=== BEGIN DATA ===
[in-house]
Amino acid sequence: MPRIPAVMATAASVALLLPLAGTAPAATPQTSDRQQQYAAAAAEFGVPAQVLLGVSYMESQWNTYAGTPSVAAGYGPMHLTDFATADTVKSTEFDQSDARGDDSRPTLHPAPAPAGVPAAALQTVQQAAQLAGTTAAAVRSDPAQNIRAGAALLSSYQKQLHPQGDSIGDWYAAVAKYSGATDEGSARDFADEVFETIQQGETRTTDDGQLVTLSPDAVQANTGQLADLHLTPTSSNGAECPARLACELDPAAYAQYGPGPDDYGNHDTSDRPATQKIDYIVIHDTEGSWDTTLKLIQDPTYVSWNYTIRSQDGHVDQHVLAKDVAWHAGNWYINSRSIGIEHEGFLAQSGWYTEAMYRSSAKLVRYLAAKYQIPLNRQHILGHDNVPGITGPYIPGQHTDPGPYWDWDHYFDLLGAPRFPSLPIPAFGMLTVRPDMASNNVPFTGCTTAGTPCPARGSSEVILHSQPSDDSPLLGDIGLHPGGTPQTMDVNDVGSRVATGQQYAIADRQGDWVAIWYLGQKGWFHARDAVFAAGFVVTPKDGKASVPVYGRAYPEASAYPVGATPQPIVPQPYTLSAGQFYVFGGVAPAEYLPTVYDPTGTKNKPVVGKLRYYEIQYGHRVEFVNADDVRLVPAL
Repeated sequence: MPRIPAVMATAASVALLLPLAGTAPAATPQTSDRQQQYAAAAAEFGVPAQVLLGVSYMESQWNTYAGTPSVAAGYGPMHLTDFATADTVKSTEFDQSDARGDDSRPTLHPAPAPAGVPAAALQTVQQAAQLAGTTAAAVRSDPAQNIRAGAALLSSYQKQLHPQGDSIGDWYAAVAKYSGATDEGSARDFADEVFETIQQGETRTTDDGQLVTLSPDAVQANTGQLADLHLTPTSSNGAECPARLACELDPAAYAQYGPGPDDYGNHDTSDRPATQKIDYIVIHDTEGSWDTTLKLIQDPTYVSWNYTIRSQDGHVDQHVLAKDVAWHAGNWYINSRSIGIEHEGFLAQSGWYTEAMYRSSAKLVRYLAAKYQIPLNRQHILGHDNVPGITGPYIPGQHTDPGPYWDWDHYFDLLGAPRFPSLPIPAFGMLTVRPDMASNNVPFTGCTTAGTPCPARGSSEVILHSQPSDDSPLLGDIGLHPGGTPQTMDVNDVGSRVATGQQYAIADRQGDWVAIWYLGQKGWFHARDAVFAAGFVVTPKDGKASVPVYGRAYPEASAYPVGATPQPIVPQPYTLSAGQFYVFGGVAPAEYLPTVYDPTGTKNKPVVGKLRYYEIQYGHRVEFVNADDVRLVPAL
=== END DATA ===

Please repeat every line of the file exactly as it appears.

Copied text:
[in-house]
Amino acid sequence: MPRIPAVMATAASVALLLPLAGTAPAATPQTSDRQQQYAAAAAEFGVPAQVLLGVSYMESQWNTYAGTPSVAAGYGPMHLTDFATADTVKSTEFDQSDARGDDSRPTLHPAPAPAGVPAAALQTVQQAAQLAGTTAAAVRSDPAQNIRAGAALLSSYQKQLHPQGDSIGDWYAAVAKYSGATDEGSARDFADEVFETIQQGETRTTDDGQLVTLSPDAVQANTGQLADLHLTPTSSNGAECPARLACELDPAAYAQYGPGPDDYGNHDTSDRPATQKIDYIVIHDTEGSWDTTLKLIQDPTYVSWNYTIRSQDGHVDQHVLAKDVAWHAGNWYINSRSIGIEHEGFLAQSGWYTEAMYRSSAKLVRYLAAKYQIPLNRQHILGHDNVPGITGPYIPGQHTDPGPYWDWDHYFDLLGAPRFPSLPIPAFGMLTVRPDMASNNVPFTGCTTAGTPCPARGSSEVILHSQPSDDSPLLGDIGLHPGGTPQTMDVNDVGSRVATGQQYAIADRQGDWVAIWYLGQKGWFHARDAVFAAGFVVTPKDGKASVPVYGRAYPEASAYPVGATPQPIVPQPYTLSAGQFYVFGGVAPAEYLPTVYDPTGTKNKPVVGKLRYYEIQYGHRVEFVNADDVRLVPAL
Repeated sequence: MPRIPAVMATAASVALLLPLAGTAPAATPQTSDRQQQYAAAAAEFGVPAQVLLGVSYMESQWNTYAGTPSVAAGYGPMHLTDFATADTVKSTEFDQSDARGDDSRPTLHPAPAPAGVPAAALQTVQQAAQLAGTTAAAVRSDPAQNIRAGAALLSSYQKQLHPQGDSIGDWYAAVAKYSGATDEGSARDFADEVFETIQQGETRTTDDGQLVTLSPDAVQANTGQLADLHLTPTSSNGAECPARLACELDPAAYAQYGPGPDDYGNHDTSDRPATQKIDYIVIHDTEGSWDTTLKLIQDPTYVSWNYTIRSQDGHVDQHVLAKDVAWHAGNWYINSRSIGIEHEGFLAQSGWYTEAMYRSSAKLVRYLAAKYQIPLNRQHILGHDNVPGITGPYIPGQHTDPGPYWDWDHYFDLLGAPRFPSLPIPAFGMLTVRPDMASNNVPFTGCTTAGTPCPARGSSEVILHSQPSDDSPLLGDIGLHPGGTPQTMDVNDVGSRVATGQQYAIADRQGDWVAIWYLGQKGWFHARDAVFAAGFVVTPKDGKASVPVYGRAYPEASAYPVGATPQPIVPQPYTLSAGQFYVFGGVAPAEYLPTVYDPTGTKNKPVVGKLRYYEIQYGHRVEFVNADDVRLVPAL